Food For Thought: Recycling

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Food For Thought: Recycling


The average college student probably doesn't give much thought to recycling. We have more important things to think about. We have overdue homework, projects or papers to research, finals to cram for. Whatever the case, when it comes down to throwing a soda bottle into the trash can or searching out a recycling bin, most of us would more likely than not just choose the trash can without a second glance; however, it may be more worth that glance than we thought.

An article from the Boston College's Sustainability Office surmises that the average college student produces upwards of 640 pounds of waste every year. A headcount done by the TCC Administrations Office states that for the 2016-2017 school year, there are 19,274 students enrolled at the Virginia Beach Campus. At 640 pounds each, that's an estimated 12,335,360 pounds of waste within this year alone.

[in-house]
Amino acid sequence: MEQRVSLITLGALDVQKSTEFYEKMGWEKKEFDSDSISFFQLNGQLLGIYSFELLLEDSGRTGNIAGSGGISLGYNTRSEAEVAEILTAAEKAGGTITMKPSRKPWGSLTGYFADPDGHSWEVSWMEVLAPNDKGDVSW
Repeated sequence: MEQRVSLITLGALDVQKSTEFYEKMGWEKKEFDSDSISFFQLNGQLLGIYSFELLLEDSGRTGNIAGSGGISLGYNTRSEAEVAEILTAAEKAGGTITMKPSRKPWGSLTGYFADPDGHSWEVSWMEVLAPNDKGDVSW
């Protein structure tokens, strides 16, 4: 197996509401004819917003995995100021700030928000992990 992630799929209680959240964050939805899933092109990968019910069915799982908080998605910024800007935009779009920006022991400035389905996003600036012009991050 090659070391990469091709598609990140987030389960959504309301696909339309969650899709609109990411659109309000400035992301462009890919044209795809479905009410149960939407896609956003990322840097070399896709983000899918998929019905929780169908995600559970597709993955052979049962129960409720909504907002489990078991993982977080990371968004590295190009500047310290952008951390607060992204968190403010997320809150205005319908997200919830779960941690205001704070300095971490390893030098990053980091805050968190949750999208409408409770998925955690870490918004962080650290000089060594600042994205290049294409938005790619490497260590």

When put into perspective, it's a truly staggering amount. With numbers like that, how can recycling a few bottles make any difference? As exemplified by those very same amounts, numbers distributed over a large population add up very quickly. If we, as a college, were to make a push toward more sustainable habits, it wouldn't be very long before we would start seeing results.

Some ways to cut back on waste:

  1. Replace disposable plastic bottles with reusable ones. There are a selection of reusable bottles in the TCC bookstore.
  2. Make the effort to place recyclables into the right bins.
  3. Keep printing to a minimum. Keep files located on a flash drive, Google Drive, Google Docs, etc.
  4. Donate and/or obtain computers from the Computer Club here on campus. They take old or unwanted computers, reinvigorate them, and distribute them to students here who need them.

Read the Boston College article here:


This article was written as a suggestion made by one of the students here at TCC. If you have a suggestion for a topic for the paper to cover, or are interested in contributing yourself, contact either Faculty Advisor Thomas Geary at, or Editor Tanis Mack at


1 Response

  1. Great article!